(CNN)Jose Nuñez Romaniz was on a mission to buy socks for his grandfather. He'd just helped him find the right ones online, after the elder man had no luck finding them in stores.
An Albuquerque man found $135K next to an ATM. Instead of walking away with it, he called police
The 19-year-old Nuñez just needed to deposit money into his bank account to make the online purchase. When he tried, he made an astonishing find -- and what he did next has earned him praise and a bit of fame in New Mexico's most populous city.
Nuñez drove to an ATM outside a Wells Fargo bank branch Sunday morning just two minutes from his Albuquerque home to make his deposit.
As he pulled his truck alongside the machine, he spotted a clear plastic bag on the ground. It was a "foot-long stack" of $50 and $20 bills, he said.
"I didn't know what to do. I was, like, dreaming," Nuñez told CNN. "I was just in shock. I was looking at myself and just thinking, 'What should I do?'"
Nuñez said he never considered keeping the cash -- but all sorts of wild thoughts raced through his mind. Was this some kind of trick? Was someone going to pull up behind him and kidnap him?
With the bank closed on that Sunday, Nuñez called Albuquerque police. Two officers arrived, and the teenager handed over the money.
The officers counted the cash back at their station: It totaled $135,000.
Albuquerque police understand the money was mistakenly left outside the ATM by a bank subcontractor that was meant to supply the machine with cash, Officer Simon Drobik said.
"This money could have made an incredible amount of difference in his life if he went down the other path, but he chose ... the integrity path and did the right thing," Drobik, a spokesman for the Albuquerque police, said.
When asked for comment about Nuñez's actions Thursday, Wells Fargo spokesman Tony Timmons said he would defer to the vendor that services the ATMs.
CNN has left a message with that vendor, seeking comment.
Nuñez, a college student who lives at home and helps his parents take care of his two younger siblings, said his family comes from "humble beginnings," and that no one in his family has ever been around or seen that kind of money.
Nuñez said that as he stared at the cash, waiting for police officers to arrive, he could hear the lessons of his parents in his head.
"My parents always taught me to work for my own. Stolen money would never last you any time," Nuñez recalled his mother and father teaching him.
And for Nuñez, who comes from a tight-knit Latino family, there was an infamous guiding force hovering over him to be well-behaved.
"I had my mom's voice and her 'chancla' in the back of my head," Nuñez said. "La chancla" is a reference to an often real, often humorous threat of a flip-flop spanking to keep children on the right path.
Nuñez's integrity hasn't gone unrewarded.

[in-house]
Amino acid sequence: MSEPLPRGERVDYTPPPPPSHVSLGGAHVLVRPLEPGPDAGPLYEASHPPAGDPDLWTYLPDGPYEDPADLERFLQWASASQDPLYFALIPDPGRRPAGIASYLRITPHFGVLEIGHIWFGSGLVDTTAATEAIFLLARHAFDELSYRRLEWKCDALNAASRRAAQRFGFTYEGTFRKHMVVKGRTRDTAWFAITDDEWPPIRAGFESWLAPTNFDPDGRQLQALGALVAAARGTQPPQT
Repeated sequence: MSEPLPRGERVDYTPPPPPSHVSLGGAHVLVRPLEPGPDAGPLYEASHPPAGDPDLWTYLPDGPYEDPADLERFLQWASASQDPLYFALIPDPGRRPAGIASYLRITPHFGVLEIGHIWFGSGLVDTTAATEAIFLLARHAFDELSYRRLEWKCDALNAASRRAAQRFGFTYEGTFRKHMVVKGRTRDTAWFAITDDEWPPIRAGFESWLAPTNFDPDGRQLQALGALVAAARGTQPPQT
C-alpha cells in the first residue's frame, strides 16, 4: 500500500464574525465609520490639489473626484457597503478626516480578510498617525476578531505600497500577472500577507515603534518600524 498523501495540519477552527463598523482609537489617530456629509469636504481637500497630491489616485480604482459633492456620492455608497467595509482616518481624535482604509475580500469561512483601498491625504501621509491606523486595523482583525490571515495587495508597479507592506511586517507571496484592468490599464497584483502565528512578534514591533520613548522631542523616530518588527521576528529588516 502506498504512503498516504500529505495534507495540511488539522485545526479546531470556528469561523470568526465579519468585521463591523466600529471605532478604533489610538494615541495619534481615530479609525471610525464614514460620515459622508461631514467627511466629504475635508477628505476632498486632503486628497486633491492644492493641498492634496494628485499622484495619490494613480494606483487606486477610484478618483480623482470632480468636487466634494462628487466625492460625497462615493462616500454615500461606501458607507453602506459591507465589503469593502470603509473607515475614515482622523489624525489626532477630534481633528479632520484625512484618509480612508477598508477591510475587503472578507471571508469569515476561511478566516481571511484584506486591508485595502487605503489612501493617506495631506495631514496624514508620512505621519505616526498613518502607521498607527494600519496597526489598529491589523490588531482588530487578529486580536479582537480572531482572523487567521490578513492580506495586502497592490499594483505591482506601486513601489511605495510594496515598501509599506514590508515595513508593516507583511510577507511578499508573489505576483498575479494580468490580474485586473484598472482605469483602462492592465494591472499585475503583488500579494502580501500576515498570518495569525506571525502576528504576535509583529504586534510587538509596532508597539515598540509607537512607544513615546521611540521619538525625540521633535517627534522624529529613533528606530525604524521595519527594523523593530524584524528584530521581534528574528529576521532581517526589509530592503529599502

City officials feted him Thursday in a ceremony outside Albuquerque's police academy.
The police chief presented him with a plaque, and has invited Nuñez -- a Central New Mexico Community College student who intends to study criminal justice -- to apply for a job as a public service aide at the police department, Drobik said.
Albuquerque ESPN Radio 101.7 FM presented him with some signed sports memorabilia that the station had -- including a football autographed by former NFL and University of New Mexico linebacker Brian Urlacher.
The radio station threw in six season tickets for UNM football, said station president Joe O'Neill, who had heard about Nuñez's story from a police acquaintance.
And at least three local businesses presented Nuñez with $500 each, with one of them -- a restaurant -- adding a $100 gift card, O'Neill said.
"It's the coolest story. ... it's unbelievable what the kid did," O'Neill said.
In an interview with the radio station later Thursday, Nuñez thanked businesses and officials who were at the event, and told listeners how Sunday unfolded. He recalled police arriving "in like five minutes" after he called.
And yes, he did finish what he'd started for his grandfather.
"I went back home and finished my online shopping," he said.
Nuñez's parents immigrated from Mexico in the late 1990s. They once worked in farm fields picking onions. His father also spent years working as a dishwasher, cook and in construction. Now the family operates a small mattress sales business.
Nuñez just finished his first collegiate year. His childhood dream is to work as a crime scene investigator.
Nuñez said he called his mother right after he contacted police Sunday. Albuquerque police officers went to the family's home and praised him to his parents.
"She told me I did the right thing and that she was proud of me," Nuñez said. "She called me and almost started crying."